window for Co(OH)2 as a capacitor material and also to increase its potential window. Experiments are conducted in aqueous NaOH and Na2SO4 electrolytes of various concentrations using electrochemically precipitated Co(OH)2 on stainless steel current collectors in an aqueous Co(NO3)2 electrolyte. Based on the potential window, specific capacitance and specific energy, it is found that 0.05 M NaOH electrolyte is more appropriate for capacitor properties of Co(OH)2 than the rest of the electrolytes studied. Using a Co(OH)2 electrode with a specific mass of 1.0 mg cm-2 in 0.05 M NaOH, a SC of about 380 F g-1 is obtained with a potential window of 0.85 V at a charge-discharge c.d. of 10 A g-1 (10 mA cm-2).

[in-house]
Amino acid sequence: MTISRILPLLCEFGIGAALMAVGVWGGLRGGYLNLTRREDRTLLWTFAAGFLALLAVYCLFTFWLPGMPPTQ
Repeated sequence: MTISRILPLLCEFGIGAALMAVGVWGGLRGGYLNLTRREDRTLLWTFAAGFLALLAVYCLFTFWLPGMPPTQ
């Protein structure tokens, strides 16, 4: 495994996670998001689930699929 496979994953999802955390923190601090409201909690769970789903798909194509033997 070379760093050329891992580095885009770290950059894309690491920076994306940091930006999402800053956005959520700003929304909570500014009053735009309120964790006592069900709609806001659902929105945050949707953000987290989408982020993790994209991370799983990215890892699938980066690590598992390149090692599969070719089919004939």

The work presented in this thesis is carried out by the candidate as a part of Ph. D. training program and most of the results have been published in the literature. A list of publications of the candidate is enclosed below. It is hoped that the studies reported here will constitute a worthwhile contribution.|
|Abstract file URL: ||http://etd.ncsi.iisc.ernet.in/abstracts/2565/G24999-Abs.pdf|
|Appears in Collections:||Inorganic and Physical Chemistry (ipc)|